Book Review: Ban This Book

Screen Shot 2017-11-27 at 10.51.18 AMIf you’re still looking for a present for a young book lover, check out Ban This Book by Alan Gratz. Larrabee and I read it aloud over the Thanksgiving break. I give it two enthusiastic thumbs up.

Ban This Book is the story of Amy Anne Ollinger, a 4th grader who never speaks up for herself. Not at school where her classmates see her as a bookish mouse. And not at home where her two younger sisters’ needs always come first. She spends as much time as possible in the corner of the school library where she can read in peace.

Then, one day, the school board removes several books from the library–including her favorite book (From the Mixed-Up Files of Mrs. Basil E. Frankweiler). Amy Anne, in a private act of rebellion, resolves to read all of the books on the banned list. But as she collects the books, she finds that her friends are interested in them too. So she starts a Banned Books Locker Library and finds herself speaking out against censorship.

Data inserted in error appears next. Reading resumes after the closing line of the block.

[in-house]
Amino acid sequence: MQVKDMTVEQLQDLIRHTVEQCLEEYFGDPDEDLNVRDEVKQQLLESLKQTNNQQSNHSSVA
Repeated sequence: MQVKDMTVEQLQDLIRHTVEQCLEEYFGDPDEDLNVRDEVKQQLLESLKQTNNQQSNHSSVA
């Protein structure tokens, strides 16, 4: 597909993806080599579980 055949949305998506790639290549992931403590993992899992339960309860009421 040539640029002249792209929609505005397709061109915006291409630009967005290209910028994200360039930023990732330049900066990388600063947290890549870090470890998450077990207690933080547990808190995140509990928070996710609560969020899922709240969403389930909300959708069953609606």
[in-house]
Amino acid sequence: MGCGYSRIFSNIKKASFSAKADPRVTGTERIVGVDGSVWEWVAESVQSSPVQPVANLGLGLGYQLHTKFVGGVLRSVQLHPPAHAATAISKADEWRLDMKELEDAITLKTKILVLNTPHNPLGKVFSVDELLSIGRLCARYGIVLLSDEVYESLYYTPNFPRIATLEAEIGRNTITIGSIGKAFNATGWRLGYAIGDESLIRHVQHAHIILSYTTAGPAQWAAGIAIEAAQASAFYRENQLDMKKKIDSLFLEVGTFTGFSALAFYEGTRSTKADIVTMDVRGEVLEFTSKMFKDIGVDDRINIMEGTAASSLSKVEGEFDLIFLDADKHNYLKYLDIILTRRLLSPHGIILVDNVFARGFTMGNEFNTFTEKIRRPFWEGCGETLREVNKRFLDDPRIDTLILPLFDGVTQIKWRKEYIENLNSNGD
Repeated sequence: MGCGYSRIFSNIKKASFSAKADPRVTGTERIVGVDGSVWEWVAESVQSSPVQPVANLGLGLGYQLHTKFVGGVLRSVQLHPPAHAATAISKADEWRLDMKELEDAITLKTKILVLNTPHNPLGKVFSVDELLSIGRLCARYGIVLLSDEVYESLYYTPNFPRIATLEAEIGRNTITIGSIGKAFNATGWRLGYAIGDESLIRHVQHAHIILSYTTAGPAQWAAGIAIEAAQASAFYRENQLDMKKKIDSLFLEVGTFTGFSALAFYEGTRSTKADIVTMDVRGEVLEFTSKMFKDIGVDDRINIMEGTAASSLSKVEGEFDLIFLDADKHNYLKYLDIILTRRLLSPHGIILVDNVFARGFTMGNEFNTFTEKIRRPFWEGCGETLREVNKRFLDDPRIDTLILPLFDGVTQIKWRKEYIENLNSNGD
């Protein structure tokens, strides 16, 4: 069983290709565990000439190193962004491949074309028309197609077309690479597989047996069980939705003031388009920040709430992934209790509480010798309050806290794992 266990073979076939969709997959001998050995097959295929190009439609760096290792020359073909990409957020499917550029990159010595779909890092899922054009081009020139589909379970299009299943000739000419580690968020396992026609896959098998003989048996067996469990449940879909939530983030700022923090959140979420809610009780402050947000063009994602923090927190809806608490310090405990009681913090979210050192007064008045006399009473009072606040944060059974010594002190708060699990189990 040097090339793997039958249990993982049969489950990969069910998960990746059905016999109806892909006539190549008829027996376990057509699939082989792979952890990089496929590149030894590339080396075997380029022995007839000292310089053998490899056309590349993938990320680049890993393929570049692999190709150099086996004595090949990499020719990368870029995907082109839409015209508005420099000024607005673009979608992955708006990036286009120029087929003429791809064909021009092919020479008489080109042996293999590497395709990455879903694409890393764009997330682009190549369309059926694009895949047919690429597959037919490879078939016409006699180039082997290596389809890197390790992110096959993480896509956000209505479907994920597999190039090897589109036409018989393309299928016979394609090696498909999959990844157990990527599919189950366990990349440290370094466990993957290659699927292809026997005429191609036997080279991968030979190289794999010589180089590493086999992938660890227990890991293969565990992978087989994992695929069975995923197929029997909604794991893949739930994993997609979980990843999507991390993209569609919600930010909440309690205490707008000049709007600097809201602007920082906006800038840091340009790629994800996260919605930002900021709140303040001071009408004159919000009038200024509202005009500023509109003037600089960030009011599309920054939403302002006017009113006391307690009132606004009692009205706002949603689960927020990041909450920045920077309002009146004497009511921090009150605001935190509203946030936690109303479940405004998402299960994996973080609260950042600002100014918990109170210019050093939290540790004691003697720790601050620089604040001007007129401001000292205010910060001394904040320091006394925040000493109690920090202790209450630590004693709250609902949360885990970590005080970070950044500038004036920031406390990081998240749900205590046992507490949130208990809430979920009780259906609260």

You have to like a book that teaches kids about the First Amendment, features a school visit from author Dav Pilkey, and mentions lots and lots of good books.

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Book Review: Wonder

Screen Shot 2017-11-28 at 1.47.53 PMR.J. Palacio‘s Wonder was the best book to read aloud and also the worst.

Larrabee and I borrowed it from from Blaine this fall because we knew the movie was coming out in November, and we always try to read the book first.

Auggie Pullman has a congenital facial deformity, and because of his health problems, he’s been home schooled until now. Wonder is the story of his 5th grade year, his first one in school, told through the points of view of Auggie, his sister, and several other kids.

It was the worst book for me to read aloud because it made me cry. And I don’t mean just a few sniffles over one sad scene. Sometimes Larrabee worried that we’d never get through the whole book.

But it was also the best book for me to read aloud. It sparked great conversations about empathy, about being different, about challenges and blessings, and about being kind. At the end, after all the tears, the book made me smile.

For those of you who want to read more about Auggie, R.J. Palacio has written three more stories from the points of view of Julian (his main tormentor), Christopher (his oldest friend), and Charlotte (a 5th grade classmate), collected in a book called Auggie & Me: Three Wonder Stories.

And we saw the movie adaptation last week. It’s very good too.